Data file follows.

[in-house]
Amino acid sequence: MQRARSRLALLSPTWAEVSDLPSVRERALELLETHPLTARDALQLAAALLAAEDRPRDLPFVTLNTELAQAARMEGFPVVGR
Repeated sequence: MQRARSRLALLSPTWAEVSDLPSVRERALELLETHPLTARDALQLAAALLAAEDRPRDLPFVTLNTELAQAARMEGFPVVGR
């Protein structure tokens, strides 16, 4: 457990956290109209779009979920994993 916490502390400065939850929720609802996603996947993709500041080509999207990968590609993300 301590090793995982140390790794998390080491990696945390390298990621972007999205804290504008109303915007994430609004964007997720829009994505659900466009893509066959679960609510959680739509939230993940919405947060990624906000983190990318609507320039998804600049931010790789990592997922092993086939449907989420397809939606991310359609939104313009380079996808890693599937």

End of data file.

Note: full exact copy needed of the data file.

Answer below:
[in-house]
Amino acid sequence: MQRARSRLALLSPTWAEVSDLPSVRERALELLETHPLTARDALQLAAALLAAEDRPRDLPFVTLNTELAQAARMEGFPVVGR
Repeated sequence: MQRARSRLALLSPTWAEVSDLPSVRERALELLETHPLTARDALQLAAALLAAEDRPRDLPFVTLNTELAQAARMEGFPVVGR
């Protein structure tokens, strides 16, 4: 457990956290109209779009979920994993 916490502390400065939850929720609802996603996947993709500041080509999207990968590609993300 301590090793995982140390790794998390080491990696945390390298990621972007999205804290504008109303915007994430609004964007997720829009994505659900466009893509066959679960609510959680739509939230993940919405947060990624906000983190990318609507320039998804600049931010790789990592997922092993086939449907989420397809939606991310359609939104313009380079996808890693599937």